7.31.2017

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Look at this happy little guy.


No, no, not the child.  The dragonfly.


He has the nicest smile.

Anthropomorphizing animals and insects is one of my favorite pastimes.  It's practically a school subject here. The childs and I can be a bit stalker-ish when it comes to wildlife.  At least wildlife that we do not have to leave the yard to see.


I have no particular need to see exotic species or rare ones, although it is exciting to spot a bear or a wolf while out in the mountains.  I'm more concerned with staying out of the way of the bigger wildlife and minimize our contact. 

The creatures that invite themselves into my realm, well, that is a little different.  Urban scavengers and pests, I just love them so much.

We have frequent visitors to our yard, crows, robins, jays, pigeons and a hawk that enjoys delicious crunchy pigeons.  We have all sorts of beetles and millipedes down by the compost under our stored browns.  Bees in the flowers, wasps that come check out our evening backyard meals, scads of spiders that hang off our lawn chairs and mailbox.  And the furry critters like squirrels, mice and this mama along with her four babies. 


Actually, this could be one of the babies, they've grown so fast and, unsurprisingly, we can't really tell them apart by their markings.  So we'll just call it the skunk that I snapped a quick photo of before it turned and ran at me and I screamed and slammed myself back into the house. 

The thrills never stop.

Into the urban backyard ecosystem is the volunteer plants (we have many, also known as weeds) and even our small attempts at cultivation, like our raspberries (once a couple sprigs, now a dense bush that is waiting for another year to produce that the skunks hide under), our sprawling strawberry field (in it's 12 by 3 foot box) and the carrots we plant to keep the boy happily noshing in the yard for an entire month.  We are a little careless and not so good at keeping things tidy, which works well for the critters who need cover and plants to live.  Every time I fail to clean up the leaves in my flower bed in the fall, I think of the hundreds of ladybugs who are going to have a snug winter under those leaves. 

Add in our two cats, who are starting to explore the outdoors for the first time in their fourteen years and our small family, who can take the time to flirt with skunk encounters and dragonflies.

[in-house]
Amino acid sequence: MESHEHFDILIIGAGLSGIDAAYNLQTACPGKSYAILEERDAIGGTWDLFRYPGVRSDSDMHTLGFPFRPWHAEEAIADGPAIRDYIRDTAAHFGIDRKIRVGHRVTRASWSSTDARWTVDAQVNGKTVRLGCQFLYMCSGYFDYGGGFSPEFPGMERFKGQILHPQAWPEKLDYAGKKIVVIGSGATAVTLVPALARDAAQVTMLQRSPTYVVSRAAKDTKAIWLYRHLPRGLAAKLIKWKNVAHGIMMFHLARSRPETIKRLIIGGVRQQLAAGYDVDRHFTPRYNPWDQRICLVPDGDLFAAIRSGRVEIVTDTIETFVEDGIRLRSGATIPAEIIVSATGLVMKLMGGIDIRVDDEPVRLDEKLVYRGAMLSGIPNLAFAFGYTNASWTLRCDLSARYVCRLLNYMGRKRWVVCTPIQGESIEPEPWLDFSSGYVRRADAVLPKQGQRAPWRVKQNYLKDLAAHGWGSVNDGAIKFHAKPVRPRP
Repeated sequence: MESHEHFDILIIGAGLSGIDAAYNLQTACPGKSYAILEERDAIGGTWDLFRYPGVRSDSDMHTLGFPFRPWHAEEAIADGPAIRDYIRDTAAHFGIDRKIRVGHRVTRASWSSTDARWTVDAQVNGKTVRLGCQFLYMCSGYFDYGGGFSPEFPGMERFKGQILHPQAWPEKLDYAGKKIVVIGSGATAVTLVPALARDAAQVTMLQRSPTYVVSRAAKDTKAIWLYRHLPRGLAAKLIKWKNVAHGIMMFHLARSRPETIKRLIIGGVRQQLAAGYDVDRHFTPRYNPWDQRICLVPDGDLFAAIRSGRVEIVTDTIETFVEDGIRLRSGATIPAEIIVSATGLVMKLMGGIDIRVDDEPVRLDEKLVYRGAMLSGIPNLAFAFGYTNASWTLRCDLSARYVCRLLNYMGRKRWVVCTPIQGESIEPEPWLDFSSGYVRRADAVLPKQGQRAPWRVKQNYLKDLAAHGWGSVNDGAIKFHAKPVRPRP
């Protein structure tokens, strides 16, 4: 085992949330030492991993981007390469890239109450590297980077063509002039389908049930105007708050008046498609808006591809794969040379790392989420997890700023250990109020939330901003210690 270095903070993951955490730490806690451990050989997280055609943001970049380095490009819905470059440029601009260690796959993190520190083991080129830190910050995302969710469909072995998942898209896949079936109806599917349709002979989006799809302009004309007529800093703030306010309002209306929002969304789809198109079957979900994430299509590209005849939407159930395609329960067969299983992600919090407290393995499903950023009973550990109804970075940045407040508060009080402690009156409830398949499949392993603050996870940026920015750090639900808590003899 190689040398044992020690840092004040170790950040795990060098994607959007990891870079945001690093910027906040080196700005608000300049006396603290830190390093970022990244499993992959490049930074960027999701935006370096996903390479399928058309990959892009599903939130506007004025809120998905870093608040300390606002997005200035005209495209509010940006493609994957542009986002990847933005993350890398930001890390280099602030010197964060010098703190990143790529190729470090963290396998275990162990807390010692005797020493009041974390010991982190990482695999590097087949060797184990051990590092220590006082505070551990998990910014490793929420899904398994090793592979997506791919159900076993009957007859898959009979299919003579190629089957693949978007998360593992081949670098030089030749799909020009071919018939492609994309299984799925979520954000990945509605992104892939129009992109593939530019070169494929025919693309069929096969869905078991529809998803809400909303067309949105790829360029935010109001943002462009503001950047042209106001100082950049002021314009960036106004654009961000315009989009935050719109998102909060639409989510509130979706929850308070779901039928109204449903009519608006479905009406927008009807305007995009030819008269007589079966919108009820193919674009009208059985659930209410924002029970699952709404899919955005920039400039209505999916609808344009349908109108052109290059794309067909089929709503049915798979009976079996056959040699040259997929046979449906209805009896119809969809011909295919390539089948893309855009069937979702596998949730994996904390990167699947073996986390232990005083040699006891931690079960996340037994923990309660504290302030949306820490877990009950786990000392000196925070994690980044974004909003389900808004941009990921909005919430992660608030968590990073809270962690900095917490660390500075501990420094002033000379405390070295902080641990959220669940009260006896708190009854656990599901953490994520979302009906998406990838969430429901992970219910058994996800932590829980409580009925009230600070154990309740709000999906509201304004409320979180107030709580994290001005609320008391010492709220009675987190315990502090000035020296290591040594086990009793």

This is how it should be.

The Man even swapped out the swings on our old play set and added a couple of swinging benches as our family viewing gallery.  The seats creek a bit when they swing, and I think Battle Cat hears them as a beacon to come get his pets, as he comes running for our laps every time we sit down for a (not so) quiet sit.


I would like to learn a bit more about what other bits of yard work I can avoid to encourage urban wildlife to move in.  Though we have a relatively large city lot (big yard, itty bitty house), I don't think we can support any deer but I think we could have a few more butterflies and birds.  And bugs.  We love the bugs.  Maybe a bat or two? 

I consider it a privilege to be able to be this close to wildlife, to observe them throughout their natural lives, to notice their arrivals and departures.  Though I make no special effort to provide them with food and shelter, excepting of the sunflower seeds we put out for the birds, but they are still able to find room in this yard with us and it is gratifying. 

I used to think observing the wildlife in our backyard as a way of reducing complexity, so that the childs could study biology and animal behavior up close and generalize to the rest of the world.  To some extent this is true and helpful in education.  But I'm finding that, as I look closer, the idea that these animals and insects are familiar and simplistic is turning out to be grossly naivet√©. I think I know what a squirrel is, but spending a day trying to get one to come stand in a specific spot so you can take a sneaky picture will teach you that you really don't understand squirrels after all.  Extra hats off to Nancy Rose and her mad squirrel photo skills.

The goal for the next little while, for the childs and I, is to do a bit of documenting of the creatures we find in our yard, when and where.  It will be a bit of formalizing of a project that has been underway for years.  Then we can decide what sort of critters we would like to encourage more of and what adjustments we can make to our little habitat.




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